Marine Corpse

Now you can guess who wins, especially if you've seen any episode of Matlock or Perry Mason. The story twists and turns slightly, just enough to please the lowest common denominator, but not enough to confuse anyone without imagination. Sorkin even hammers home a premise of sorts: What is honor? What is duty? Do the men who guard our lives and freedom have the right to run amok from time to time? It's the old should-Richard-Nixon-stand-above-the-law question.

Director Kenneth Kay does a brilliant job of staging, seamlessly orchestrating a cast of twenty, a few chairs, and a desk. He also draws acceptable performances from everyone except Loretta Shanahan, who plays Galloway in such a shrill and wooden manner, you almost want to side with the old-boy bullies. As the main brute Jessup, Robert E. Riley projects the perfect amount of self-righteous sociopathology; and in a small role, Jeffrey Blair Cornell acts with honesty as Weinberg. Billy Langley as Dawson manages to express perfectly a military rigidness and still allow a strong hint of sensitivity to peek through -- a fine feat. As for Caldwell veteran Bradbury, who takes the showy lead role of Kaffee, he always has the same effect on me: nothing spectacular, almost overacting, but so ingenuous, zippy, and attractive, he seems more than ready for his own television show.

Basically, it doesn't matter whether you see A Few Good Men as a play or a movie, so I suggest the film version. It's cheaper, it will have more special effects, and the acting may be slightly better -- and you can even save on gas.

A FEW GOOD MEN by Aaron Sorkin, directed by Kenneth Kay; with Peter Bradbury, Loretta Shanahan, Jeffrey Blair Cornell, Kenneth Kay, Billy Langley, Robert E. Riley, Tom Disney, Jim Ryan, Peter Haig, Prudencio Montesino, Tyson Stephenson, Tom Wahl, Clarence Thomas, John Archie, Brandon Adams, Colin Jones, Vincent Larusso, Albert Leon, John Sama and Michael Strano. At the Caldwell Theatre Company, 7873 N. Federal Hwy., Boca Raton, through December 13. Performances Tuesday -- Saturday 8:00 p.m., Sunday 7:00 p.m.; matinees Wednesday and Sunday 2:00 p.m. Tickets cost $20. Call 462-5433 or 407-241-7432.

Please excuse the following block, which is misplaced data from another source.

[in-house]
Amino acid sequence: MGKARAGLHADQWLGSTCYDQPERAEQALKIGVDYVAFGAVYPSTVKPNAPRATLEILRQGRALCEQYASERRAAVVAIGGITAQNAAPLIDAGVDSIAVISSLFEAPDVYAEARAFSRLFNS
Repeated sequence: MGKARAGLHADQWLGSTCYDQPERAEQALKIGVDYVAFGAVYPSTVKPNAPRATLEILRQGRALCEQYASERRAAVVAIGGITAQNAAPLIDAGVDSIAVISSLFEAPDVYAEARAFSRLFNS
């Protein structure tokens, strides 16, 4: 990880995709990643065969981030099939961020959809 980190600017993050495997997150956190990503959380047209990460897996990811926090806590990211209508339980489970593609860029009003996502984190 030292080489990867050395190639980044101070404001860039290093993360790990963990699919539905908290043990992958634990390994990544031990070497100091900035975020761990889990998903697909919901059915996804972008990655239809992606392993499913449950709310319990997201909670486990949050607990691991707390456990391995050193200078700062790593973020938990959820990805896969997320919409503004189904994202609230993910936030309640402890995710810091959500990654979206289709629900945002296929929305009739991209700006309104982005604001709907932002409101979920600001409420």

Santiago's heart problem kicks in, his lungs startto bleed, and no soonerthan you can say sadism, he dies.

STAGE NOTES
There's little doubt that Kurt Weill remains one of the the greatest geniuses in musical theater and in many ways the inventor of the modern musical. But Berlin to Broadway, the revue of his work created by Hank Kaufman and Gene Lerner, now condensed quite a bit at New Theatre, won't enthrall everyone. Weill's work with Bertold Brecht -- e.g., The Threepenny Opera -- reeks of historical significance, marvelous originality, and clever mood switches, but to the younger among us it plays more like thunder and heartburn.

When the music of Weill shifts from pre-Nazi and Nazi Germany to Broadway, where he used his operatic skills to expand the light musical form, the entries pick up, with such luscious numbers as "September Song" (lyrics by Maxwell Anderson) and "My Ship" (lyrics by Ira Gershwin). Here was a time when lyrics meant poetry and flowed flawlessly with the music. (Think the opposite of Paula Abdul.)

As for the cast there's one reason to go -- and her name is Kimberly Daniel. Majestic, convincing, and unveiling a masterful set of vocal chords perfectly suited to the work, Daniel truly hypnotizes and, through her great talent, reduces her fellow singers -- David Alt, Sally Cummings, and Rafael de Acha, and her competent pianist, Harry Richardson -- to a faraway second best. If you like or want to like Weill, see Daniel do him justice at New Theatre until December 13. Call 443-5909 for more info.

Finally, I have to add that Culture Clash -- brought to the Colony Theater by the Miami Light Project -- was brilliant, original, and one of the funniest things I've witnessed since Belushi's days at SNL. Happily, the house filled up, which to me means Miami stands ready for more than one night of challenging, cutting-edge material. This trio of Latin performance artists -- Richard Montoya, Ric Salinas and Herbert Siquenza -- takes apart various aspects of the American experience and its impact on second-generation Latin culture -- but never from a predictable viewpoint. Their material arrives via left of left field. Imagine a cheap Santeria doll bringing back a befuddled Che Guevara, or a macho gang banger going to Heaven where he becomes an angel holding up the Virgin. Imagine writers and performers with imagination. Go, Miami Light Project -- and bring more.

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